Because of the vast destruction that was still very evident during day light, the darkness hid those imperfections as a large crowd gathered at the unlighted Park. In the downtown area, there were efforts made by those homeowners who were able to decorate in the spirit of Christmas as a sign of their gratitude. They felt that they had much to be thankful for and could best show their thankfulness by decorating their homes for Christmas – because of the vast destruction, most of those decorated homes were predominantly displayed along East Second Street. It was commented upon, that those homes which remained standing, stood as a symbol for all the other homes which were destroyed by the Big Storm.
In attendance were three television stations and two radio stations, in addition to several newspaper reporters from around the state.
When the tree was lighted, Mayor Wittmann announced that,
“Christmas is the time to celebrate the birth of Christ and it is the holiest and happiest season of the year. We would like this tree to represent a new spirit of anticipation and for it to be a symbol of the rebuilding of Pass Christian. We have the spirit, enthusiasm, and the will to stay and rebuild. Let the blessing of this happy event stay with us and bring us closer together so we can all work for a bigger and better city.”
The Star Spangled Banner was played by the Pass High Band followed by the audience singing the National Anthem. Because of the spirit and merriment of the occasion and the comradery that was instilled by the gathering crowd, they stayed to hear the list of names that were certificate recipients for “Outstanding Humanitarian Service and Assistance.” There were more than fifty individuals and organizations that were acknowledged, including President Nixon, many national and state dignitaries and organizations, and local Military Command support groups.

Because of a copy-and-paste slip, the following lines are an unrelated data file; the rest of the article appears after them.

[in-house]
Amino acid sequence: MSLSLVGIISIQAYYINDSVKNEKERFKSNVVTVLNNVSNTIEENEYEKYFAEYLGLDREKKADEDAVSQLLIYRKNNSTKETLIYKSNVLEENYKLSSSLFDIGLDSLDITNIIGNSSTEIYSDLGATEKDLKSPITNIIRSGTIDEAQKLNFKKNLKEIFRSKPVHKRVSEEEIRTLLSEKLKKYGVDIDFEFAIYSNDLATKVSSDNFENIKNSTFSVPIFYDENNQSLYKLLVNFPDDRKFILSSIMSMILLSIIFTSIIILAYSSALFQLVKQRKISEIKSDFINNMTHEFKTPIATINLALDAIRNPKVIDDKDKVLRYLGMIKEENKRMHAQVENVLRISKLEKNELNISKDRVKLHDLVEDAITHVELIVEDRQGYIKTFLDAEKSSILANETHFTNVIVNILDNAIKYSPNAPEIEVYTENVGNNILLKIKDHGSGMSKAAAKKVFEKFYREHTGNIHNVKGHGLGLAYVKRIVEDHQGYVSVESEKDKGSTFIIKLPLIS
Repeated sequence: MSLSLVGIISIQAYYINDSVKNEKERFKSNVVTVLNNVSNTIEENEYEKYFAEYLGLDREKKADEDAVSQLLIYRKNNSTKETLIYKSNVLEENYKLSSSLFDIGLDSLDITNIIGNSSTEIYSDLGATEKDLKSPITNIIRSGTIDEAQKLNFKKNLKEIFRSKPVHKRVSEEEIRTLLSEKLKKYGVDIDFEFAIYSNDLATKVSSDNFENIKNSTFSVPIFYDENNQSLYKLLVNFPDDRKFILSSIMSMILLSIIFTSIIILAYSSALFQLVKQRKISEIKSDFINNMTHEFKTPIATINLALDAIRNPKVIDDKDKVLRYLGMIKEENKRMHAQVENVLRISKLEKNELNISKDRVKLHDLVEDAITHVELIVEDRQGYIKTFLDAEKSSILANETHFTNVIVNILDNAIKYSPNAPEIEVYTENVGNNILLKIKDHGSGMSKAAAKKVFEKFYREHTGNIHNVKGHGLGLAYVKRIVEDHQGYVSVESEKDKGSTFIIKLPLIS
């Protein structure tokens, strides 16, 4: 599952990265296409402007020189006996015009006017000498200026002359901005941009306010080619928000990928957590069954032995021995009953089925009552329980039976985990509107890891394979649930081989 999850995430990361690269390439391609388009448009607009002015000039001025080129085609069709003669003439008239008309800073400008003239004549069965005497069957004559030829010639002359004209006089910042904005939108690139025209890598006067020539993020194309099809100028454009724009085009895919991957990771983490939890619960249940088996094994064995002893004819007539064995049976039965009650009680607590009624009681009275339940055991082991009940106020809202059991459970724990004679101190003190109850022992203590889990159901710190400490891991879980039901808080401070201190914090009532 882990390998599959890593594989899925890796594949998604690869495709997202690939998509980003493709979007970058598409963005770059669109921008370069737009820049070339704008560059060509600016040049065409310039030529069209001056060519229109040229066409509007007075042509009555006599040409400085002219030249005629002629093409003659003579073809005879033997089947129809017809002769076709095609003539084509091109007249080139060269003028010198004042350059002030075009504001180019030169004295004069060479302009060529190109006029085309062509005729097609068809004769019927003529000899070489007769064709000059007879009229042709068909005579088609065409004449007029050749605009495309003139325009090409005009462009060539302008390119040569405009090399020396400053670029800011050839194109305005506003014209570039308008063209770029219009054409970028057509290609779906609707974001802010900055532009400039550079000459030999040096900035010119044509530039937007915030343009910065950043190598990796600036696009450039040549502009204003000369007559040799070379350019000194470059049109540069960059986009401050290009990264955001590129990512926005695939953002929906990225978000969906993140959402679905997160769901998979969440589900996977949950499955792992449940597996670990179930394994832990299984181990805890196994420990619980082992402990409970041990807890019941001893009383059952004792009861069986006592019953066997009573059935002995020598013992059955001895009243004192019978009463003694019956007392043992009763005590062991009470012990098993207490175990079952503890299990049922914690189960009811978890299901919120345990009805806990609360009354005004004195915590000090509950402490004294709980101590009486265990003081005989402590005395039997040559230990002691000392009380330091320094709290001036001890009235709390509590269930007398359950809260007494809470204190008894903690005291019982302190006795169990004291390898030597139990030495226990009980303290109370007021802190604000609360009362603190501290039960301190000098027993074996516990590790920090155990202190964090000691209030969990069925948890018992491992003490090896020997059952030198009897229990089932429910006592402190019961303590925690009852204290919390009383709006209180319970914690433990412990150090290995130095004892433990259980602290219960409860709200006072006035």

Following the somber presentation of certificates, the mood changed to a merry time as the Boy and Girl Scouts led the singing of Jingle Bells and other favorite holiday tunes.
Building a Tradition
The 1969 tree lighting event at the Park continued in becoming a tradition that is still performed today. During the 1971 Tree Lighting Ceremony, Capt. James Hill, former commander of the U.S. Naval Construction Battalion, was honored following his death during that year. Mayor Wittmann stated that, “Capt. Hill was with us 24 hours around the clock following Hurricane Camille, and we owe much gratitude to this man.”
In addition to lighting the 17-foot golden tree gift from Tex Hale, a live Christmas tree was also donated by the Friends of the Park, who dedicated it in the name of the children of the Pass.
In 1972, the tree became known as the Friendship Tree in remembering its Houston donor. The fourth Tree Lighting ceremony was sponsored by the Xi Theta chapter of the Beta Sigma Phi sorority calling on Dr. CD Taylor to officiate.
The Pass Christian Middle School Band was led by Ted Williams and the Trinity Episcopal Church choir was under the direction of Mrs. Byrd Cassibry. The invocation and benediction were presented by Rev. John Gaspar of St. Paul Church and Rev Herbert Beasley of First Methodist Church. Mrs Carrie Allen, president of Xi Theta chapter introduced other local volunteers, that included Mary Abbley, Leada Adam, Esther Adams, Gerry Bishop, Flora Jones, Alice Russell, Isabel Terrell, Inez Wittmann, and Catherine Young.
The Golden portable tree was ultimately replaced with traditional cut trees and beginning in 1986, the annual tree gift has been presented by Mr. and Mrs. Randall Jones in memory of their deceased daughter, Gretchen.